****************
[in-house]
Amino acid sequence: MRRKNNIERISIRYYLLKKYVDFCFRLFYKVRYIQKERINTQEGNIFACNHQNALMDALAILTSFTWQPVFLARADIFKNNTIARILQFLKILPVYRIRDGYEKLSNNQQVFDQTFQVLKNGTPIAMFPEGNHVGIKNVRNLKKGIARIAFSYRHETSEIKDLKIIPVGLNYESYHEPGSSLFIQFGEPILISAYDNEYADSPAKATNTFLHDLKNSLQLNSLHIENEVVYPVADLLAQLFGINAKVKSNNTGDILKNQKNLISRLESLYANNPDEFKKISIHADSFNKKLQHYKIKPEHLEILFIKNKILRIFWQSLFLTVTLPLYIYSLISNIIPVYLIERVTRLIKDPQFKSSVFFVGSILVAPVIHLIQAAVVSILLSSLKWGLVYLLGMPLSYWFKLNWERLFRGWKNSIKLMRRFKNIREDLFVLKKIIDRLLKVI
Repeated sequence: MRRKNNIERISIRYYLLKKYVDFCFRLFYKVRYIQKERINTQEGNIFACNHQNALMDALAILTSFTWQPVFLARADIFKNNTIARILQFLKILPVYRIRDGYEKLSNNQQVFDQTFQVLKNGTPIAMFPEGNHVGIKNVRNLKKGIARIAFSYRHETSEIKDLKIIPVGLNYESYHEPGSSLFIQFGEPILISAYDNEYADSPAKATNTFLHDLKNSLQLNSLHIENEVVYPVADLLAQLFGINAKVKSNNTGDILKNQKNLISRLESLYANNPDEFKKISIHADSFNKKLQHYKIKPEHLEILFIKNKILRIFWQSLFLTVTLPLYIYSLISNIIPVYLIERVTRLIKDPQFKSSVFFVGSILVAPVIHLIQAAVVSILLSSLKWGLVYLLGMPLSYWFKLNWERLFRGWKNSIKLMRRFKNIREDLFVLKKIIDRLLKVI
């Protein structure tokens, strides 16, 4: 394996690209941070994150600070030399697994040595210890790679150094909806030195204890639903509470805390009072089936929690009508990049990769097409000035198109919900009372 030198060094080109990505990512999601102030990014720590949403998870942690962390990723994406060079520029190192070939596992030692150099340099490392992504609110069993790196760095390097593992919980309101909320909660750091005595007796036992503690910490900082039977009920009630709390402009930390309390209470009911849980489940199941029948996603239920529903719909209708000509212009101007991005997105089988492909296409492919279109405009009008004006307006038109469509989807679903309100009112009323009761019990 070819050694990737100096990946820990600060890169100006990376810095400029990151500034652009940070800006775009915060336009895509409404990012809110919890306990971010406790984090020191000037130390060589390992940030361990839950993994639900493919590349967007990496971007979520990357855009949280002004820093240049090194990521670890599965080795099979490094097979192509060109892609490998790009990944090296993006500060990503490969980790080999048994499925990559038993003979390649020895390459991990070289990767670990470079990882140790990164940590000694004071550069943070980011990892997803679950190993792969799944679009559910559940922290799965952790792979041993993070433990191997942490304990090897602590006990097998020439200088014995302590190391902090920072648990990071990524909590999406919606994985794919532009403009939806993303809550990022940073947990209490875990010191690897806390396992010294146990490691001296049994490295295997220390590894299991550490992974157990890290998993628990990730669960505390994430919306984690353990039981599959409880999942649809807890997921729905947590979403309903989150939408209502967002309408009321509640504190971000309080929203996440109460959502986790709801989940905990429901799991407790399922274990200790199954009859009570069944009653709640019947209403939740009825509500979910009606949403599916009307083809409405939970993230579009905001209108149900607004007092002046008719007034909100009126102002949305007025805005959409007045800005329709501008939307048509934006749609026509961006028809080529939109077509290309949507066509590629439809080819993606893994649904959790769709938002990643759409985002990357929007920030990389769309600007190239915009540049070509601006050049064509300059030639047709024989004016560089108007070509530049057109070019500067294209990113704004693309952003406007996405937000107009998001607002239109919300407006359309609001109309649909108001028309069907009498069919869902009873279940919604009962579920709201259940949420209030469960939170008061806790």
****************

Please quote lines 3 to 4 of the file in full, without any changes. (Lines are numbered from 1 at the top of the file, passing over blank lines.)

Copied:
Repeated sequence: MRRKNNIERISIRYYLLKKYVDFCFRLFYKVRYIQKERINTQEGNIFACNHQNALMDALAILTSFTWQPVFLARADIFKNNTIARILQFLKILPVYRIRDGYEKLSNNQQVFDQTFQVLKNGTPIAMFPEGNHVGIKNVRNLKKGIARIAFSYRHETSEIKDLKIIPVGLNYESYHEPGSSLFIQFGEPILISAYDNEYADSPAKATNTFLHDLKNSLQLNSLHIENEVVYPVADLLAQLFGINAKVKSNNTGDILKNQKNLISRLESLYANNPDEFKKISIHADSFNKKLQHYKIKPEHLEILFIKNKILRIFWQSLFLTVTLPLYIYSLISNIIPVYLIERVTRLIKDPQFKSSVFFVGSILVAPVIHLIQAAVVSILLSSLKWGLVYLLGMPLSYWFKLNWERLFRGWKNSIKLMRRFKNIREDLFVLKKIIDRLLKVI
């Protein structure tokens, strides 16, 4: 394996690209941070994150600070030399697994040595210890790679150094909806030195204890639903509470805390009072089936929690009508990049990769097409000035198109919900009372 030198060094080109990505990512999601102030990014720590949403998870942690962390990723994406060079520029190192070939596992030692150099340099490392992504609110069993790196760095390097593992919980309101909320909660750091005595007796036992503690910490900082039977009920009630709390402009930390309390209470009911849980489940199941029948996603239920529903719909209708000509212009101007991005997105089988492909296409492919279109405009009008004006307006038109469509989807679903309100009112009323009761019990 070819050694990737100096990946820990600060890169100006990376810095400029990151500034652009940070800006775009915060336009895509409404990012809110919890306990971010406790984090020191000037130390060589390992940030361990839950993994639900493919590349967007990496971007979520990357855009949280002004820093240049090194990521670890599965080795099979490094097979192509060109892609490998790009990944090296993006500060990503490969980790080999048994499925990559038993003979390649020895390459991990070289990767670990470079990882140790990164940590000694004071550069943070980011990892997803679950190993792969799944679009559910559940922290799965952790792979041993993070433990191997942490304990090897602590006990097998020439200088014995302590190391902090920072648990990071990524909590999406919606994985794919532009403009939806993303809550990022940073947990209490875990010191690897806390396992010294146990490691001296049994490295295997220390590894299991550490992974157990890290998993628990990730669960505390994430919306984690353990039981599959409880999942649809807890997921729905947590979403309903989150939408209502967002309408009321509640504190971000309080929203996440109460959502986790709801989940905990429901799991407790399922274990200790199954009859009570069944009653709640019947209403939740009825509500979910009606949403599916009307083809409405939970993230579009905001209108149900607004007092002046008719007034909100009126102002949305007025805005959409007045800005329709501008939307048509934006749609026509961006028809080529939109077509290309949507066509590629439809080819993606893994649904959790769709938002990643759409985002990357929007920030990389769309600007190239915009540049070509601006050049064509300059030639047709024989004016560089108007070509530049057109070019500067294209990113704004693309952003406007996405937000107009998001607002239109919300407006359309609001109309649909108001028309069907009498069919869902009873279940919604009962579920709201259940949420209030469960939170008061806790």